Letter to those in distress…, during the feast of Our Lady of Fatima.
As the Catholic Bishops of Southern Africa we are concerned in a particular way for our many brothers and sisters who are experiencing stress at this time of lockdown. To defeat the pandemic and protect our neighbors we are physically cut off from consolation, companionship and joy.
We all go through times of distress in life; funerals, divorce, poor relationships, poverty, insecurity, financial breakdown, poor housing and hopelessness. Normally we can call on friends, sit with neighbors around a table, visit relatives, go shopping, visit a church and kneel before the Lord and on Sundays enjoy the companionship around the priest, the Word and the Eucharist. Isolated we feel our humanity is diminished. Deprived of social connections we find themselves feeling helpless and incapacitated. Life is by-passing us. In the past we have been able to rise and respond to challenges but now we sit behind closed doors. One may feel of ‘no use’
But no, we are ‘of use’, we are valuable in the very sight of God, our Father, valuable for ourselves. He has no one else unique like each one of us. God has never loves for our usefulness. God is love and He rejoices in our very existence. As a mother simply rejoices in the presence of her baby, so God rejoices in us. The child’s smile and love is the mother’s reward.
Locked inside we await. The agony of waiting now weighs heavily upon us. Our modern lifestyle does not appreciate waiting. But there are signs that waiting and hoping are productive of great fruits. The children of Abraham waited forty years in the desert to enter the Promised Land. Jesus lived hidden from the world as a carpenter in Nazareth for 30 years. Mary Magdalene waited outside the tomb and the disciples in the upper room. What came from this waiting in the time of God was the transformation of life.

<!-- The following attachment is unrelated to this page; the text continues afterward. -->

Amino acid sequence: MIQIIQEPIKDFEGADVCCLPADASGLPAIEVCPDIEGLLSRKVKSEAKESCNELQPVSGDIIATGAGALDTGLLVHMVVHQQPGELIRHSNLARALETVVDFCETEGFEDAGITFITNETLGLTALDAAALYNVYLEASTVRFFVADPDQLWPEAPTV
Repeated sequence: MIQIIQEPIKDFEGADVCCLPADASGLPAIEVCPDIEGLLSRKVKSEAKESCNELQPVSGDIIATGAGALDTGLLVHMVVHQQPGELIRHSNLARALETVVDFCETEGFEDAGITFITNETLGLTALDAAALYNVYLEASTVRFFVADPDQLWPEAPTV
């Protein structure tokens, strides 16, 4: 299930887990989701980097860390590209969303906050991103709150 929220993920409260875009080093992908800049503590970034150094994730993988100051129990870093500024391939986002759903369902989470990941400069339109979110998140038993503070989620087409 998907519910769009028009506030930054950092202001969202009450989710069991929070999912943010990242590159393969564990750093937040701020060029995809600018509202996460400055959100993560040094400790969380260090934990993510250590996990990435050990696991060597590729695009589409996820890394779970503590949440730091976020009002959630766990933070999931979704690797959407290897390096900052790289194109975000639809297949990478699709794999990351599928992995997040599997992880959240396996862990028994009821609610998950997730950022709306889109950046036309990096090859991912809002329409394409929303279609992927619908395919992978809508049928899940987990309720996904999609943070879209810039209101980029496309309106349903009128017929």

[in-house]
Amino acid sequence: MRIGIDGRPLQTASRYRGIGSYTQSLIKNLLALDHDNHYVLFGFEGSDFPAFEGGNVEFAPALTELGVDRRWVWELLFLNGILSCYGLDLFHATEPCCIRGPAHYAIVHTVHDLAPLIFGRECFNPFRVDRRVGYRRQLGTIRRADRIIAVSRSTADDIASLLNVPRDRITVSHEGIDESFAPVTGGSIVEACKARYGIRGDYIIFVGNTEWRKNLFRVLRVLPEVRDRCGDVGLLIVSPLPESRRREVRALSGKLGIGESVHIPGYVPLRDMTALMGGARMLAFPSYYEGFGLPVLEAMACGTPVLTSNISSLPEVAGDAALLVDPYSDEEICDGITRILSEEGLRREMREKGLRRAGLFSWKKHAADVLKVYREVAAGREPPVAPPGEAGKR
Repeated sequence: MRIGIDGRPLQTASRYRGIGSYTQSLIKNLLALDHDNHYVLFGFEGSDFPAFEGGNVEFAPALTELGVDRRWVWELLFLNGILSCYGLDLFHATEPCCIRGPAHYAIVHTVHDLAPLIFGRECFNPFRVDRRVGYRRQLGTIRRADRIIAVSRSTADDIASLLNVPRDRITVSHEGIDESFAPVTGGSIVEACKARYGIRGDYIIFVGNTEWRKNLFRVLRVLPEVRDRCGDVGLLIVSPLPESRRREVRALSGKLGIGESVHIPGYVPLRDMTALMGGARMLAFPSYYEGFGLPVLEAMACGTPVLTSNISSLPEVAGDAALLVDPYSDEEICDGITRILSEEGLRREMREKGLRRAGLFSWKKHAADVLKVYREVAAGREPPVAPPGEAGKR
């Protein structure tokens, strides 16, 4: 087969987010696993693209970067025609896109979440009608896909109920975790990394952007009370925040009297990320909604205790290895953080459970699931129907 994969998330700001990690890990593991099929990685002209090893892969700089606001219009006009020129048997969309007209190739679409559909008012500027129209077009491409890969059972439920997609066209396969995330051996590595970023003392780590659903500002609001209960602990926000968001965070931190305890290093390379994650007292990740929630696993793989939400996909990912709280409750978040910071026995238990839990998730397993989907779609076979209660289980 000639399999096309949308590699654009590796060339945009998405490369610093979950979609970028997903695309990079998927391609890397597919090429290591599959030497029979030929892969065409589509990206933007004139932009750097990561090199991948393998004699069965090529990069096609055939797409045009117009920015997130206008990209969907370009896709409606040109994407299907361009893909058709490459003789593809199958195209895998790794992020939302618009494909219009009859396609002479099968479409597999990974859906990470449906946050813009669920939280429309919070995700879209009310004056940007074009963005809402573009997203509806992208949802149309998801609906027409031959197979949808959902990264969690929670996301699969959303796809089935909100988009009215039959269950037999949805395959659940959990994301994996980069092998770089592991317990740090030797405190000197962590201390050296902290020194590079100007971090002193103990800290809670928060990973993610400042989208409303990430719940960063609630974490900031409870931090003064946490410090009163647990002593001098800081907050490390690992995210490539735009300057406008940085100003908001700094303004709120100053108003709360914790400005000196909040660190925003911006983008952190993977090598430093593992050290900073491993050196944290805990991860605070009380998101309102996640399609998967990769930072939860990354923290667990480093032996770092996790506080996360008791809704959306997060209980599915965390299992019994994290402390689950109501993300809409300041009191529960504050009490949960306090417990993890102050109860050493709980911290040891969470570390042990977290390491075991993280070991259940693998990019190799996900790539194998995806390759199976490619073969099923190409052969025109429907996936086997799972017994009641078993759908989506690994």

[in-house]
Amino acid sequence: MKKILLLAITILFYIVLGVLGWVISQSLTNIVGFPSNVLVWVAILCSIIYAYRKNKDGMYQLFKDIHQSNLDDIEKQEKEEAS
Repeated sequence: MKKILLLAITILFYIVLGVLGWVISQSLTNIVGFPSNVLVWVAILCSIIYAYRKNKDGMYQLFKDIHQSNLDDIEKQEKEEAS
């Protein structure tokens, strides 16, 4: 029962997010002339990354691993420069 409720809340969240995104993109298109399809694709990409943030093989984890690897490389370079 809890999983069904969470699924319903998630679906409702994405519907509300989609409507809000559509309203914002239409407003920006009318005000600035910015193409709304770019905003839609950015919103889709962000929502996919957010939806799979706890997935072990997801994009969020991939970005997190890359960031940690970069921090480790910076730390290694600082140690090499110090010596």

At Fatima, todays feast, Mary requested the little children to pray and do penance. She showed that many were lost to God because they have no one to carry them in spirit, nobody to pray and do penance for them. We are inter-connected in a very deep way spiritually. Even now we can do wonderful things for others and for the world by our prayer and by enduring with faith the penance of helplessness.
We are woven into the body of Christ, we are not alone, and everywhere holy people are praying for us. Around the world devout children offer up prayers and sufferings, the old bearing their old age with faith are praying, the contemplative Nuns and
Brothers have dedicated their lives to pray for us, Mass is being offered every moment of the day uniting us in the Lord.
Our hearts go out to all who are depressed. We understand the fear. The Church sees each as infinitely precious. We are living branches of the Vine. He is intimately within for He cannot be locked out.
Arise! We remember the words of Pope; “Faith begins when we realise we are in need of salvation. We are not self-sufficient; by ourselves we flounder; we need the Lord, like ancient navigators needed the stars. Let us invite Jesus into the boats of our lives.
“Let us hand over our fears to him so that He can conquer them. Like the disciples in the storm in the lake we will experience that with him on board there will be no shipwreck. Because this is God’s strength– turning to the good everything that happens to us, even the bad things. He brings serenity into our storms, because with God life never dies”.
Dear Brothers and Sisters the parishes are lonely for you, you are missed. We will meet again; He is risen, He is beside us. “God did not withhold His own Son but offered Him for us all. He gave us His Son, will He not also freely give us all things?” Rom 8 v32.
Archbishop W. Slattery OFM
13th May, 2020
______________________________________________________________________________For more information kindly contact: Archbishop W. Slattery OFM – +27 83 468 5473, E-mail: email@example.com